Reflection Eternal Flexed 'Acting Skills' In 'Midnight Hour' Video

'It brought us out of what we normally do — the real hard hip-hop videos,' Hi-Tek says of clip with partner Talib Kweli.

When Talib Kweli and Hi-Tek first debuted as Reflection Eternal 10 years ago, the duo's most well-known visual stemmed from their breakout hit "The Blast." The video for that song found Kweli and Tek sitting on a park bench outside a housing project as they rapped in a rainstorm — the epitome of the underground hip-hop aesthetic at the time.

These days, the duo's creative process is far different. After individually pursuing musical projects in the ensuing decade, Reflection Eternal were ready to step out of their comfort zone when they came together again for their new album Revolutions Per Minute. The pair took a novel direction on the Alex Moors-directed clip for "Midnight Hour," a doo-wop inspired number.

"I think it's more conceptual. It brought us out of what we normally do — you know, the real hard hip-hop [videos]," Hi-Tek told MTV News of the video, which features Estelle. "It gave us a chance to get our acting skills on, to have fun with a video as opposed to being so serious about it. ... [Instead], we just had fun with the music."

"It's just a look, we were going for a certain vibe," Kweli added. "Graphically artistic."

The opening shot shows a record spinning before the camera pans up to reveal Estelle crooning the chorus into a 1950s-style microphone. Kweli and Hi-Tek are dressed sharply in conservative looks: a slim-fitting suit, tie and glasses for rapper Kweli, and a cardigan, bow tie and newsboy cap for the producer.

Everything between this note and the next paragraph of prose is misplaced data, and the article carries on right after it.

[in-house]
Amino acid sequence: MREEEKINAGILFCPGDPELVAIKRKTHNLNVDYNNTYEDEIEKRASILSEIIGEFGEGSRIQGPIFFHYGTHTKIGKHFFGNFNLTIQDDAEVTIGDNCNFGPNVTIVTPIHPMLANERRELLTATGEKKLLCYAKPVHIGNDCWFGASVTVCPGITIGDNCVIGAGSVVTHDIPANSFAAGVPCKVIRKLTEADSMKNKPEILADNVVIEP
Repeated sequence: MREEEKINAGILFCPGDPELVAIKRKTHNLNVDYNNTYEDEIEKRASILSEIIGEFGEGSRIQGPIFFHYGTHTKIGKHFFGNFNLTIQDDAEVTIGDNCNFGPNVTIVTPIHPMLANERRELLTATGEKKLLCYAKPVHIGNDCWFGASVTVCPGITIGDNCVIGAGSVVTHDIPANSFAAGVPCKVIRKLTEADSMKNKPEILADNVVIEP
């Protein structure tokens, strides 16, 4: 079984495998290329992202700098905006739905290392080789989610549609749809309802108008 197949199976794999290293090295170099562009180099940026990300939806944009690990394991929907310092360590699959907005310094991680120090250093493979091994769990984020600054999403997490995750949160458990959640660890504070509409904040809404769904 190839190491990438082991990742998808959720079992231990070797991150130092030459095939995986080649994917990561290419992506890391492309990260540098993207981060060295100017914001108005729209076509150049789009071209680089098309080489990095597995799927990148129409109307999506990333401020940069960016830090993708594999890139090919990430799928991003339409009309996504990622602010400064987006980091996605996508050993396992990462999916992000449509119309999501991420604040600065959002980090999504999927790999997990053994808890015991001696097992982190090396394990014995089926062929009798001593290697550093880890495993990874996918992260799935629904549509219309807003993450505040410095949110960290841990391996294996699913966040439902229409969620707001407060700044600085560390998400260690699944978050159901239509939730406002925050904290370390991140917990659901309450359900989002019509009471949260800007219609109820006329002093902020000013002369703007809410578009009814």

The video is mostly performance-based and centers on the three collaborators singing and dancing. According to Hi-Tek, the song was originally slated for Estelle's debut album. But when it didn't make it to the Brit singer's Shine, the track went unused for two years until finally landing on the hip-hop duo's Revolutions. Reuniting with Kweli for their sophomore set gave the song a new release opportunity.

"I was working on joints for her album, and I was working on my third [solo] album and we cut two records," Tek explained. "One for my album and [one for Estelle's], which we wanted to submit for the project, but it was too late for her album. It was sitting for two years, and I played it for Kweli, and he loved it. I didn't really think it was a record for our album, but we made it work. And it's a classic piece of music, so it should be heard rather than sitting in my crates."

What do you think about Reflection Eternal's "Midnight Hour" video? Let us know in the comments!